These are sites designed for book readers to track what they've read, what they'd like to read, and to help readers find the next book to read. They're social networks and communities build around books and reading.
Booklikes is the "newcomer." Founded in 2013, it's a bit different in that it's built around blogging about the books you read, on a blog hosted on the Booklikes.com site. As they say, "BookLikes helps people share their reading life and discover new books. It's a blog platform designed for book lovers." You can use it just to track your own reading, but there are also community-driven challenges, group reads, and discussions. You can set up an "author profile," too. There's a useful FAQ about the site. Accounts are free.
Goodreads Goodreads is the largest of the sites; it's wholly owned by Amazon.com. You can track and review books, and read reviews by lots of other readers. There are discussion groups, book giveaways, and it's probably the site that most author-friendly in terms of promoting your own books, though they're dead serious about their community standards, and there's a fair amount of politicking via reviews. There's an iOS and an Android app that can convert photos of ISBN barcodes to an entry in your "shelves" of books. There are group reads, challenges and discussion groups too. Accounts are free. There's an About Goodreads page. There's a field on your AW profile where you can enter your Goodreads profile link if you want.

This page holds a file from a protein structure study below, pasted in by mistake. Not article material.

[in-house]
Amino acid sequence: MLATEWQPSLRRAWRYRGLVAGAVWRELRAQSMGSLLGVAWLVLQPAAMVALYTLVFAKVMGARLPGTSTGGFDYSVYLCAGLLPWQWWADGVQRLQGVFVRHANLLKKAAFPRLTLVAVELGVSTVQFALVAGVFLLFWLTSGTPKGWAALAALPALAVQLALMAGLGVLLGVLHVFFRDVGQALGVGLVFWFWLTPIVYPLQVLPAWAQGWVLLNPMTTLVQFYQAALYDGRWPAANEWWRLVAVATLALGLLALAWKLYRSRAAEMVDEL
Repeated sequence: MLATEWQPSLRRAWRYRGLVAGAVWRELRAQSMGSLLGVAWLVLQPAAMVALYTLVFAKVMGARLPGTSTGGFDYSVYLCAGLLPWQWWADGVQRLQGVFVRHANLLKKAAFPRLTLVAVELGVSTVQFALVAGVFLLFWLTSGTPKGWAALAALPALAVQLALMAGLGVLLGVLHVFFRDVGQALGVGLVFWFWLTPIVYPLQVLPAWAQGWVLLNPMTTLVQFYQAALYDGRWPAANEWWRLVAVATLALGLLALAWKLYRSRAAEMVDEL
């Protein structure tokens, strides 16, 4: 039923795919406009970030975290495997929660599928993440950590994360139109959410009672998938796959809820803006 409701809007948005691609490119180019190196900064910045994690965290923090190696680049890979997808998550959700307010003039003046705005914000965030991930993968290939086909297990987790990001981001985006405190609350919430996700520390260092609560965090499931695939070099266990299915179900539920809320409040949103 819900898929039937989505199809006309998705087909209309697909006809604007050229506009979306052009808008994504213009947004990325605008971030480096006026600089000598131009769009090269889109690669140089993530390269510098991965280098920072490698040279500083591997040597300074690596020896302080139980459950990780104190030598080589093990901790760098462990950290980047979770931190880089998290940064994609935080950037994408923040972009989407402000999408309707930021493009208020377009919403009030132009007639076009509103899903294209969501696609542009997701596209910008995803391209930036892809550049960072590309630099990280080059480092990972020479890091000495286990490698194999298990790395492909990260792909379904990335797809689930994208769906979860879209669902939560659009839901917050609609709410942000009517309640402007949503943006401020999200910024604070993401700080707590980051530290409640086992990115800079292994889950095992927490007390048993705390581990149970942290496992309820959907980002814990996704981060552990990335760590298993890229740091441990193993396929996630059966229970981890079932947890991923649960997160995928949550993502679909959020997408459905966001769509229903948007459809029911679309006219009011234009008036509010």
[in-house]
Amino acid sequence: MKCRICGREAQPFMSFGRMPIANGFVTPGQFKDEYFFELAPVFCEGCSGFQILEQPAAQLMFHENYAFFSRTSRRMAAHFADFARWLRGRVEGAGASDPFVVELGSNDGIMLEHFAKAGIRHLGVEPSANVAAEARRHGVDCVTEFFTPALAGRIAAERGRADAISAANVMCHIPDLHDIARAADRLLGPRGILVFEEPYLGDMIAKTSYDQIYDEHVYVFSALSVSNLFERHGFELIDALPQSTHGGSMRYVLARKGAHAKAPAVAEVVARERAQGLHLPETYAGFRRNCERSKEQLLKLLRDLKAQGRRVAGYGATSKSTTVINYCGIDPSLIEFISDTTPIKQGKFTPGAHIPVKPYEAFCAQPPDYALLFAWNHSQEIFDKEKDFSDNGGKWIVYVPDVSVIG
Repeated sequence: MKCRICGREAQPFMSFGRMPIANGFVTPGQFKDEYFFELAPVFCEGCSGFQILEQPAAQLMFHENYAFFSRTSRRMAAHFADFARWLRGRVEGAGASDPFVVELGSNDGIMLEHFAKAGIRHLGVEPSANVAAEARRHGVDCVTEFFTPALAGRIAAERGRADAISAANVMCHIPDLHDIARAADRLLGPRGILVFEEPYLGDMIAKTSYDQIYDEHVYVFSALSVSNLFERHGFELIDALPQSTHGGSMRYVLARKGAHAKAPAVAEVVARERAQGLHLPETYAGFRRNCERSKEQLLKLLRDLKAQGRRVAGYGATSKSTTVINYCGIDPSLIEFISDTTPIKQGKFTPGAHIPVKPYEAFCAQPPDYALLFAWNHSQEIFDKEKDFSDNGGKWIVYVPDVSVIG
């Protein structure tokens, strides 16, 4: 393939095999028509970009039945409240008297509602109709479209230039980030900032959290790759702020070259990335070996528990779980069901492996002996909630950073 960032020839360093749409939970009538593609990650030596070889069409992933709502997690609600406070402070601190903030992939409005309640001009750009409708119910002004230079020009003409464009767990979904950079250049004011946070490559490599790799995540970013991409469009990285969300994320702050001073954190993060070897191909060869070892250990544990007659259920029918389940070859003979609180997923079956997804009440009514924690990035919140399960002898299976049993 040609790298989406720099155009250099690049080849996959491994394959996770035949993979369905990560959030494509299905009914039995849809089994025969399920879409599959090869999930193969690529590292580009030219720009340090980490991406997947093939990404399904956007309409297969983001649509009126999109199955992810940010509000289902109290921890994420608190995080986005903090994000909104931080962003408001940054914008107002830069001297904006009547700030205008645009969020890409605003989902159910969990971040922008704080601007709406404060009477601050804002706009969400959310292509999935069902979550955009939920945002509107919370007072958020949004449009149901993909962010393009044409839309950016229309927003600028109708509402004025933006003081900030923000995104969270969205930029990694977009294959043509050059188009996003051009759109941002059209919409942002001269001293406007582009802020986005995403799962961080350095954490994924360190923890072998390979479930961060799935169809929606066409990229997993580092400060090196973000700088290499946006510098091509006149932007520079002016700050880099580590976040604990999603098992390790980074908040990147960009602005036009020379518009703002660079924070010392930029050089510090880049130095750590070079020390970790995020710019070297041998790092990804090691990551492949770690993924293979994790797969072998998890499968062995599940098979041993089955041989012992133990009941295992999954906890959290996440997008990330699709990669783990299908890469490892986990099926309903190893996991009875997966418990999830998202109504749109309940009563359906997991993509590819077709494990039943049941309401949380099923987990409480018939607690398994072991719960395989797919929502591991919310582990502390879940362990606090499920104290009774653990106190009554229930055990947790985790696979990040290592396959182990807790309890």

LibraryThing is serious about the library aspect of its services. LibraryThing does a great job of making it easy to catalog books and review them, and is a rich source of conversations about books. A basic account is free and allows you to catalog 250 of your books, as well as full access to the site. A lifetime account is $25.00. There are privacy controls, so that you can make your profile and reading lists entirely private, partly private or public. Amazon has a small (very small) investment in an otherwise privately held site. They offer book giveaways. They have an iOS app, and sell a CueCat bar code scanner that lets you scan and automatically catalog your books based on the book's ISBN barcode. You can read their About page, and a blog post about what makes LibraryThing LibraryThing. There's an iOS app that you can use to photograph and catalog books based on the ISBN barcode. There's a field on your AW profile where you can enter a link to your LibraryThing profile if you want.